Sciencewise funded project 2012
Mutations in mitochondrial DNA can give rise to many diseases, the severity of which is dictated by the proportion of healthy and unhealthy mitochondria within a person’s cells. Symptoms can include loss of motor control, muscle weakness and pain, gastro-intestinal disorders and swallowing difficulties, poor growth, cardiac disease, liver disease, diabetes, respiratory complications, seizures, visual/hearing problems, lactic acidosis, developmental delays and susceptibility to infection.
Aims and Objectives
The aim of the engagement process is to assist HFEA in understanding:
• The ethical issues entailed in licensing techniques to avoid mitochondrial disease;
• How people comprehend ethical issues involved in techniques to avoid mitochondrial disease;
• The deliberative process people go through to form views on techniques to avoid mitochondrial disease;
• The difference between informed and uninformed views on techniques to avoid mitochondrial disease;
• Interested stakeholders’ arguments for and against techniques to avoid mitochondrial disease;
- Mitochondria paper – Annex II – Public deliberative workshops
- Mitochondria paper – Annex I – Summary of evidence
- Mitochondria paper – Annex III – Public representative survey
- Mitochondria paper – Annex IV – Questionnaire report
- Mitochondria paper – Annex V – Open consultation meetings
- Mitochondria paper – Annex VI – Patient focus groups
“Over the past two years, the HFEA has carried out a consultation process with clinicians, scientists and the public in order to advise the present Government on whether this technique (mitochondrial replacement), which up until now has only been allowed in a research laboratory, should be introduced into clinical practice.”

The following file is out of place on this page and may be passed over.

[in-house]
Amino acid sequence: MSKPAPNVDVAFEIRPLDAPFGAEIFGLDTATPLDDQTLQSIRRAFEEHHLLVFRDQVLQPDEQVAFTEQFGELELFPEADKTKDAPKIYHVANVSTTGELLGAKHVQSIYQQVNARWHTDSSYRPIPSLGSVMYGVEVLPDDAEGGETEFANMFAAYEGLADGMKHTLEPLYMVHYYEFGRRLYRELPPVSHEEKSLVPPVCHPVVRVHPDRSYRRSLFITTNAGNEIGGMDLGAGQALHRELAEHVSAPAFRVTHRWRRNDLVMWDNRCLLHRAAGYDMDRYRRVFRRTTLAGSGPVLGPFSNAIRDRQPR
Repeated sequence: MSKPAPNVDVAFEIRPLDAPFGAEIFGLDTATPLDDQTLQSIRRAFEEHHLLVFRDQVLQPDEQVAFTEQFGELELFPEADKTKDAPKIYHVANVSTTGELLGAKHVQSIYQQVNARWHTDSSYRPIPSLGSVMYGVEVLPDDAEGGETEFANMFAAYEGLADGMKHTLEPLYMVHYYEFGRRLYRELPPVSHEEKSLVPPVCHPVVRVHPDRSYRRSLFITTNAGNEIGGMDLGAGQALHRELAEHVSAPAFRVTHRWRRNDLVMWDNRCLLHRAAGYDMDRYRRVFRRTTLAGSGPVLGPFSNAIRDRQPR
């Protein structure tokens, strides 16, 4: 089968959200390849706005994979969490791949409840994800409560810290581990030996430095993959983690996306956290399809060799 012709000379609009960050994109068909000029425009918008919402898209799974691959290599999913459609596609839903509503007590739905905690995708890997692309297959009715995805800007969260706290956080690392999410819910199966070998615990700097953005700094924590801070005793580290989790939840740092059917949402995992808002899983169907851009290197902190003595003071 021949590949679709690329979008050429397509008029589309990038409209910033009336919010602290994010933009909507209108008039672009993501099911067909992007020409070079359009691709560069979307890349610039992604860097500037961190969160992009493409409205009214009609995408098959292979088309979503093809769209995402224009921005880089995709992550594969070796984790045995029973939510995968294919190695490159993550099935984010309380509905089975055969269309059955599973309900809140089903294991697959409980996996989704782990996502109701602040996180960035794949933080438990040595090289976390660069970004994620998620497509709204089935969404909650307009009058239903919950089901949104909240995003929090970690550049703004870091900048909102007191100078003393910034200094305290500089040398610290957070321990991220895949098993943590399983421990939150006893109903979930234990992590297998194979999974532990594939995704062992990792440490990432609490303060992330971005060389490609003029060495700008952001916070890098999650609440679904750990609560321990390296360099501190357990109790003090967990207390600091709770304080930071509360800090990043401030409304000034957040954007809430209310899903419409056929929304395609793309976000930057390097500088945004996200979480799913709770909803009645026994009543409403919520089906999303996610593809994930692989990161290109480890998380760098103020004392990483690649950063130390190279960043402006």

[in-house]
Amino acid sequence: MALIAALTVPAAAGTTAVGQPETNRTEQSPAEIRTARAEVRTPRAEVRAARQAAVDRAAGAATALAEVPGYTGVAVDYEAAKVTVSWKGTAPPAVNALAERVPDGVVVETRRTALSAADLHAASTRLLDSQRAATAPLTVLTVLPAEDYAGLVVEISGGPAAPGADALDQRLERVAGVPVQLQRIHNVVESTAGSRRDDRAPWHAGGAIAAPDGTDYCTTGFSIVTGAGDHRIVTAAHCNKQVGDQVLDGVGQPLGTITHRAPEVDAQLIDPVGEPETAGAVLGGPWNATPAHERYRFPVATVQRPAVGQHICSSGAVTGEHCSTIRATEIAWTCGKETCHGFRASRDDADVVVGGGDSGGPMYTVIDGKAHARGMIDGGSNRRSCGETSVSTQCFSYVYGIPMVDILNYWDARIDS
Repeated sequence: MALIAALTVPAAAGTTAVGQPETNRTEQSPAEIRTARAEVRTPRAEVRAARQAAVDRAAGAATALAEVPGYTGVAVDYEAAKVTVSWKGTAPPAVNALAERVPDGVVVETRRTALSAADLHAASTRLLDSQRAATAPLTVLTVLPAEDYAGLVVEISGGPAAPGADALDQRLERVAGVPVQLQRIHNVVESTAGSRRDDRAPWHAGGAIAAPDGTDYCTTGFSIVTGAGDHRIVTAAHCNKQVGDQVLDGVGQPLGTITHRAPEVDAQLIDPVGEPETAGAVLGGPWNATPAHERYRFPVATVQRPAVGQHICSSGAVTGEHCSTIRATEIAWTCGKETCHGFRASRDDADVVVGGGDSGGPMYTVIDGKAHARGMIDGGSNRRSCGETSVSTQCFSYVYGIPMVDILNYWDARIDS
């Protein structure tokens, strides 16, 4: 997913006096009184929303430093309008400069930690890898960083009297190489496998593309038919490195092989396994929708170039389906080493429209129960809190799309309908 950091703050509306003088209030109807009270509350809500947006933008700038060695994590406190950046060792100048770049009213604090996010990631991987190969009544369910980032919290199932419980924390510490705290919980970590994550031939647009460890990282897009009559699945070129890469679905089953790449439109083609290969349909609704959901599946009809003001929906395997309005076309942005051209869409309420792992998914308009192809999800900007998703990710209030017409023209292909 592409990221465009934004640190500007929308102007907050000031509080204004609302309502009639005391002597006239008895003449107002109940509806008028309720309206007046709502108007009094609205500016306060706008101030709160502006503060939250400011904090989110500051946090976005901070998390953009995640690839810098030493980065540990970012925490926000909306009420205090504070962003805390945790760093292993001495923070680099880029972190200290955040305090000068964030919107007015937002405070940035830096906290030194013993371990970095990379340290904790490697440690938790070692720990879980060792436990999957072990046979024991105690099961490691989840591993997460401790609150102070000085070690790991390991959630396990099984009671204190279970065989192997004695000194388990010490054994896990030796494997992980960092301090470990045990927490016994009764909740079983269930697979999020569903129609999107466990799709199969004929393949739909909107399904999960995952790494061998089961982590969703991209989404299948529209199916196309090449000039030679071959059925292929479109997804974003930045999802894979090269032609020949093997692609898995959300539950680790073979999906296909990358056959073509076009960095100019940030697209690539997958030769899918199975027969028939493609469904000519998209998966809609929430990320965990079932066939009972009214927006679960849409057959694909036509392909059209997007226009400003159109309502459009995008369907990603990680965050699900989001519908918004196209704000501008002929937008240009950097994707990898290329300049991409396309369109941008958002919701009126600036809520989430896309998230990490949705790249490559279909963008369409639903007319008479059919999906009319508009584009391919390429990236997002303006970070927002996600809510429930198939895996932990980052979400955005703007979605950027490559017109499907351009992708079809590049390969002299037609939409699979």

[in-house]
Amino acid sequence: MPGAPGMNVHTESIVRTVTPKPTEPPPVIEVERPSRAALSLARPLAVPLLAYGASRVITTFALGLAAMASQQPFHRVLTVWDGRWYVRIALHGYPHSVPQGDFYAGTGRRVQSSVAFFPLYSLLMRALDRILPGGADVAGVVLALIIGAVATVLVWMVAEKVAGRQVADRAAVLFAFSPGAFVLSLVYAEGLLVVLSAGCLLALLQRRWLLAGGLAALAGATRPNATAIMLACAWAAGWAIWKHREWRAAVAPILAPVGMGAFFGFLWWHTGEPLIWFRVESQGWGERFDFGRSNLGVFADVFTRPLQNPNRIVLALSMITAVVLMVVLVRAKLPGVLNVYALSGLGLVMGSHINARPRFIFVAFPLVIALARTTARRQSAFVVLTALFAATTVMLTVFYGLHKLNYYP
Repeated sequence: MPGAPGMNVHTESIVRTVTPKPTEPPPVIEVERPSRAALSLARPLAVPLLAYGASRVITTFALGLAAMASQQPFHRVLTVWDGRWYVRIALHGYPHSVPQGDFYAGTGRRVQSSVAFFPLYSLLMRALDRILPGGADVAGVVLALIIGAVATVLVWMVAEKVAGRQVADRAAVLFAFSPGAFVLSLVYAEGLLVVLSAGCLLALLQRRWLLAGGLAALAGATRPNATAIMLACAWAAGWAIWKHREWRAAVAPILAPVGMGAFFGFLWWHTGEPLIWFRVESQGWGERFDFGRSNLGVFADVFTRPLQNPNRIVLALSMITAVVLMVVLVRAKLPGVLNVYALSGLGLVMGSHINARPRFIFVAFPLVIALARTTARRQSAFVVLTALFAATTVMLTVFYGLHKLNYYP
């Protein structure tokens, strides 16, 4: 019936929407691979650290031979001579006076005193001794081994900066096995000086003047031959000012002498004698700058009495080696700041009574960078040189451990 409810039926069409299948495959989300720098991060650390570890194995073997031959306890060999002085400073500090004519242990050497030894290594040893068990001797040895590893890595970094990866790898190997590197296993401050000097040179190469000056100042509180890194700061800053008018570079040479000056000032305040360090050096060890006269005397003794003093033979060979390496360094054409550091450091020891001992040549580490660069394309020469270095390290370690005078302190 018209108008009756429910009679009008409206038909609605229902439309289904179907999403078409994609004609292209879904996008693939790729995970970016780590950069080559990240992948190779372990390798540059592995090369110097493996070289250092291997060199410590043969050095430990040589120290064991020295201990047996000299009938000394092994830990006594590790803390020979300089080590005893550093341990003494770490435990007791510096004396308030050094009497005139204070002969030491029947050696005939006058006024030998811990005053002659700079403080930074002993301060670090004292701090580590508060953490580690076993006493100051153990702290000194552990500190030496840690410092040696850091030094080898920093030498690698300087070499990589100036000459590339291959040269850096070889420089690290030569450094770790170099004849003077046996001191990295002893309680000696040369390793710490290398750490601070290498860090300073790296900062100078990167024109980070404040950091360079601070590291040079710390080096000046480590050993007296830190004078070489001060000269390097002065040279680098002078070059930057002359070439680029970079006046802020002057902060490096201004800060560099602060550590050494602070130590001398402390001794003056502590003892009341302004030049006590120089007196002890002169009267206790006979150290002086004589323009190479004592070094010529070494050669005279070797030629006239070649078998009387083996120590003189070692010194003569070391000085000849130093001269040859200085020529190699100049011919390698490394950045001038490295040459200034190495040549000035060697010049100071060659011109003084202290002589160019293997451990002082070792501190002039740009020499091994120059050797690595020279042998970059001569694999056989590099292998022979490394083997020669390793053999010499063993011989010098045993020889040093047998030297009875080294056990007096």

“Perhaps surprisingly, the public supported the new technique if it could prevent serious illness. They had little objection to its being approved for clinical use as long as it was scrupulously overseen by an appropriate regulatory body.”Professor Lisa Jardine, HFEA Chair - BBC Radio 4 A Point of View 25 Oct 13
Human Fertilisation and Embryology Authority (HFEA)
Dialogue commissioning agent.
The HFEA is dedicated to licensing and monitoring UK fertility clinics and all UK research involving human embryos, and providing impartial and authoritative information to the public.
University of Cardiff
Cardiff University School of Social Sciences is the project evaluator.
OPM is an independent public interest company that helps public services and communities to improve social outcomes. OPM is responsible for delivery of the public dialogue and other engagement strands of the project.
Latest Status Updates
HFEA establishes an Independent Oversight Group.
HFEA publishes timetable for dialogue and other consultation activities
Sciencewise newsletter article on programme timetable. (Pg8)
The public dialogue was announced on 19 January 2012.
Find Out More
- Mitochondria – public dialogue 2012HFEA webpage
- Review of scientific methods to avoid mitochondrial disease 2011HFEA report
- Human Fertilisation and Embryology (HFE) Act HFEA
- Mitochondrial donation: ethical issuesNuffield Council on Bioethics
- Cheltenham Science Festival blogBeth Chesney-Evans, Sceinecwise-ERC Stakeholder Ma
- Public dialogue on controversial subjects: helping the entry process blogAndrew Acland, Sciencewise Dialogue and Engagement
- POST Note: Preventing Mitochondrial DiseaseHouses of Parliament
- Professor Lisa Jardine: Reflection on IVF 25 Oct 2013BBC, POV podcast